By the end of two years of our previous course, many would be very discouraged because there were really very few grand, new, modern ideas presented to them. They were made to study inclined planes, electrostatics, and so forth, and after two years it was quite stultifying. The problem was whether or not we could make a course which would save the more advanced and excited student by maintaining his enthusiasm.

    The lectures here are not in any way meant to be a survey course, but are very serious. I thought to address them to the most intelligent in the class and to make sure, if possible, that even the most intelligent student was unable to completely encompass everything that was in the lectures—by putting in suggestions of applications of the ideas and concepts in various directions outside the main line of attack.

    For this reason, though, I tried very hard to make all the statements as accurate as possible, to point out in every case where the equations and ideas fitted into the body of physics, and how—when they learned more—things would be modified. I also felt that for such students it is important to indicate what it is that they should—if they are sufficiently clever—be able to understand by deduction from what has been said before, and what is being put in as something new.

    When new ideas came in, I would try either to deduce them if they were deducible, or to explain that it was a new idea which hadn’t any basis in terms of things they had already learned and which was not supposed to be provable—but was just added in.

    At the start of these lectures, I assumed that the students knew something when they came out of high school—such things as geometrical optics, simple chemistry ideas, and so on. I also didn’t see that there was any reason to make the lectures in a definite order, in the sense that I would not be allowed to mention something until I was ready to discuss it in detail. There was a great deal of mention of things to come, without complete discussions.

    These more complete discussions would come later when the preparation became more advanced. Examples are the discussions of inductance, and of energy levels, which are at first brought in in a very qualitative way and are later developed more completely.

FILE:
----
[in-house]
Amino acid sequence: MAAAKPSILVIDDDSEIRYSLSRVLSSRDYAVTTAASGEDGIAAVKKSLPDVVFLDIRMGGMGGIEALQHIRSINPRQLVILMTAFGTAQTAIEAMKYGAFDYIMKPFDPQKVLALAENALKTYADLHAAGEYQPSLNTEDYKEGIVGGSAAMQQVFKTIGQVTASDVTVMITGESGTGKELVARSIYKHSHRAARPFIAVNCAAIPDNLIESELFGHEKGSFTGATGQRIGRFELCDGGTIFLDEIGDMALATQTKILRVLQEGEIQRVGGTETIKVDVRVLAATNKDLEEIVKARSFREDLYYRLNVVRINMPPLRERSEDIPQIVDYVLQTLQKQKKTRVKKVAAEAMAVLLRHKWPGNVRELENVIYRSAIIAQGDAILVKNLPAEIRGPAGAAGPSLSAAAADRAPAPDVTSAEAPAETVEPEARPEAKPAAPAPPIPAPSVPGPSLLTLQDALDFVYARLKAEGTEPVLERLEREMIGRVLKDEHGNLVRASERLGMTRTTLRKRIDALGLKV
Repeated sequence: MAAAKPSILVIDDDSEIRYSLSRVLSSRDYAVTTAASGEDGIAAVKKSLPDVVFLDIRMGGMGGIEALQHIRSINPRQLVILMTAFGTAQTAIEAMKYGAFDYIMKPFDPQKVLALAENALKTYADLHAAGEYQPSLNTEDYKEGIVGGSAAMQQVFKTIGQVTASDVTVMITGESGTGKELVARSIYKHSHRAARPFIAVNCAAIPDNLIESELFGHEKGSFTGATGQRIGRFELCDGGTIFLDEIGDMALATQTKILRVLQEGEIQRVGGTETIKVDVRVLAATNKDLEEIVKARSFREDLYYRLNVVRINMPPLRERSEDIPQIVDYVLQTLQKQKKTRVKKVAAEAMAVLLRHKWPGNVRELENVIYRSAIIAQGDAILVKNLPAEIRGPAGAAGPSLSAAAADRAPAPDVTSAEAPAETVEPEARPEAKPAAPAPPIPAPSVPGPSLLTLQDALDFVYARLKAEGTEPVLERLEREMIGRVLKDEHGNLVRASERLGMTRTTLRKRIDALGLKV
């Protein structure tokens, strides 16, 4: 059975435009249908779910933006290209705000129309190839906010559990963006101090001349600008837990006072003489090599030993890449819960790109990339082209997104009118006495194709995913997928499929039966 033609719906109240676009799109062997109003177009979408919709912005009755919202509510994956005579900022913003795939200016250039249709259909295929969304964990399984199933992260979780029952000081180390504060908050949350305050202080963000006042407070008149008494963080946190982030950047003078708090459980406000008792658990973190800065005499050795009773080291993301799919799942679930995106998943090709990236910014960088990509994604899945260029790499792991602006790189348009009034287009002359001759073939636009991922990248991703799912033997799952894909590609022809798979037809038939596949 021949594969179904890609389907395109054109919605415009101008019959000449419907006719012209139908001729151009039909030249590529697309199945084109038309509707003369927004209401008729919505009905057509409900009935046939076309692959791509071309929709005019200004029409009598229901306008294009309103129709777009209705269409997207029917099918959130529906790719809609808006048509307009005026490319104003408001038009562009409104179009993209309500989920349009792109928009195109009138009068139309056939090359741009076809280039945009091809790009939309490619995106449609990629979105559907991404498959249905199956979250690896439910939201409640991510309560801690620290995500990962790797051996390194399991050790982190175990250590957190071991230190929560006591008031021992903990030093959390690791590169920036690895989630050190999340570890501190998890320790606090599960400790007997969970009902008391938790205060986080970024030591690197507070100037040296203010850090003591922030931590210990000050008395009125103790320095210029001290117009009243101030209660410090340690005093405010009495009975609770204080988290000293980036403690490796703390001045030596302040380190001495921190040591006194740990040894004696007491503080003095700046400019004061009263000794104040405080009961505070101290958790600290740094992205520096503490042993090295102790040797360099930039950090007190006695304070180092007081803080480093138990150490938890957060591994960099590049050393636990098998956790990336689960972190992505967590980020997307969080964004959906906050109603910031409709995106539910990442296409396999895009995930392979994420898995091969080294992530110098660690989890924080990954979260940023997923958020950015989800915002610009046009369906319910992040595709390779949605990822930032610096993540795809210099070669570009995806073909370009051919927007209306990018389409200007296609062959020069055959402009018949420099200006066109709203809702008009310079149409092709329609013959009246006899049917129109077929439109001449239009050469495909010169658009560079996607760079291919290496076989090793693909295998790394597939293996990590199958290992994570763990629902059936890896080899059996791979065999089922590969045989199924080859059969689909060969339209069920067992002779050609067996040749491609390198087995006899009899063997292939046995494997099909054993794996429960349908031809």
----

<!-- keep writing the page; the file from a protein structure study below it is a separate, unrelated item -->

At the same time that I was aiming at the more active student, I also wanted to take care of the fellow for whom the extra fireworks and side applications are merely disquieting and who cannot be expected to learn most of the material in the lecture at all. For such students I wanted there to be at least a central core or backbone of material which he could get.

    Even if he didn’t understand everything in a lecture, I hoped he wouldn’t get nervous. I didn’t expect him to understand everything, but only the central and most direct features. It takes, of course, a certain intelligence on his part to see which are the central theorems and central ideas, and which are the more advanced side issues and applications which he may understand only in later years.

    In giving these lectures there was one serious difficulty: in the way the course was given, there wasn’t any feedback from the students to the lecturer to indicate how well the lectures were going over. This is indeed a very serious difficulty, and I don’t know how good the lectures really are. The whole thing was essentially an experiment.

    And if I did it again I wouldn’t do it the same way—I hope I don’t have to do it again! I think, though, that things worked out—so far as the physics is concerned—quite satisfactorily in the first year.

    In the second year I was not so satisfied. In the first part of the course, dealing with electricity and magnetism, I couldn’t think of any really unique or different way of doing it—of any way that would be particularly more exciting than the usual way of presenting it. So I don’t think I did very much in the lectures on electricity and magnetism.

    At the end of the second year I had originally intended to go on, after the electricity and magnetism, by giving some more lectures on the properties of materials, but mainly to take up things like fundamental modes, solutions of the diffusion equation, vibrating systems, orthogonal functions, … developing the first stages of what are usually called “the mathematical methods of physics.” In retrospect, I think that if I were doing it again I would go back to that original idea. But since it was not planned that I would be giving these lectures again, it was suggested that it might be a good idea to try to give an introduction to the quantum mechanics—what you will find in Volume III.